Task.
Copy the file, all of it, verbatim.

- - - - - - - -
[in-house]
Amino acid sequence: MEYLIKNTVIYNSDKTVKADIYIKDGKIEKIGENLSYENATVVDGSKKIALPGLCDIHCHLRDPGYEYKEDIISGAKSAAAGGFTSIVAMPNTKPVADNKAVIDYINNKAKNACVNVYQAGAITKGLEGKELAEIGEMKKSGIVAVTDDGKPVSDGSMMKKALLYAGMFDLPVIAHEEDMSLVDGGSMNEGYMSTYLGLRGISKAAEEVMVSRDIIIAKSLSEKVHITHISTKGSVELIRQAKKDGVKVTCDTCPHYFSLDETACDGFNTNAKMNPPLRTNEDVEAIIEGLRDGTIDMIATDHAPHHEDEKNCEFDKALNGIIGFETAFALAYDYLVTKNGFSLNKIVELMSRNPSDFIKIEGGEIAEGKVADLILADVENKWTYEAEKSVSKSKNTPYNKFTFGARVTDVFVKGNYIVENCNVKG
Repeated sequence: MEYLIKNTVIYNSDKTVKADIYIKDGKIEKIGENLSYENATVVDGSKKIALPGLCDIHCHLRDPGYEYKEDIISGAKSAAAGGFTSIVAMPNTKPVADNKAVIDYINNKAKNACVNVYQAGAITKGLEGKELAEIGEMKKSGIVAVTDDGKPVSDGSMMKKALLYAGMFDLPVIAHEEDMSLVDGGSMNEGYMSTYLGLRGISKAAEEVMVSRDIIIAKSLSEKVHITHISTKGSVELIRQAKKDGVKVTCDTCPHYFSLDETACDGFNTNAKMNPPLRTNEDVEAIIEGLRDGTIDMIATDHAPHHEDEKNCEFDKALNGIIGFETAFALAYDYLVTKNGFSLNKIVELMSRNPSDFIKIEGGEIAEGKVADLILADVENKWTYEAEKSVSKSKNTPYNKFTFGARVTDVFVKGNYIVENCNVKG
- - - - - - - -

[in-house]
Amino acid sequence: MEYLIKNTVIYNSDKTVKADIYIKDGKIEKIGENLSYENATVVDGSKKIALPGLCDIHCHLRDPGYEYKEDIISGAKSAAAGGFTSIVAMPNTKPVADNKAVIDYINNKAKNACVNVYQAGAITKGLEGKELAEIGEMKKSGIVAVTDDGKPVSDGSMMKKALLYAGMFDLPVIAHEEDMSLVDGGSMNEGYMSTYLGLRGISKAAEEVMVSRDIIIAKSLSEKVHITHISTKGSVELIRQAKKDGVKVTCDTCPHYFSLDETACDGFNTNAKMNPPLRTNEDVEAIIEGLRDGTIDMIATDHAPHHEDEKNCEFDKALNGIIGFETAFALAYDYLVTKNGFSLNKIVELMSRNPSDFIKIEGGEIAEGKVADLILADVENKWTYEAEKSVSKSKNTPYNKFTFGARVTDVFVKGNYIVENCNVKG
Repeated sequence: MEYLIKNTVIYNSDKTVKADIYIKDGKIEKIGENLSYENATVVDGSKKIALPGLCDIHCHLRDPGYEYKEDIISGAKSAAAGGFTSIVAMPNTKPVADNKAVIDYINNKAKNACVNVYQAGAITKGLEGKELAEIGEMKKSGIVAVTDDGKPVSDGSMMKKALLYAGMFDLPVIAHEEDMSLVDGGSMNEGYMSTYLGLRGISKAAEEVMVSRDIIIAKSLSEKVHITHISTKGSVELIRQAKKDGVKVTCDTCPHYFSLDETACDGFNTNAKMNPPLRTNEDVEAIIEGLRDGTIDMIATDHAPHHEDEKNCEFDKALNGIIGFETAFALAYDYLVTKNGFSLNKIVELMSRNPSDFIKIEGGEIAEGKVADLILADVENKWTYEAEKSVSKSKNTPYNKFTFGARVTDVFVKGNYIVENCNVKG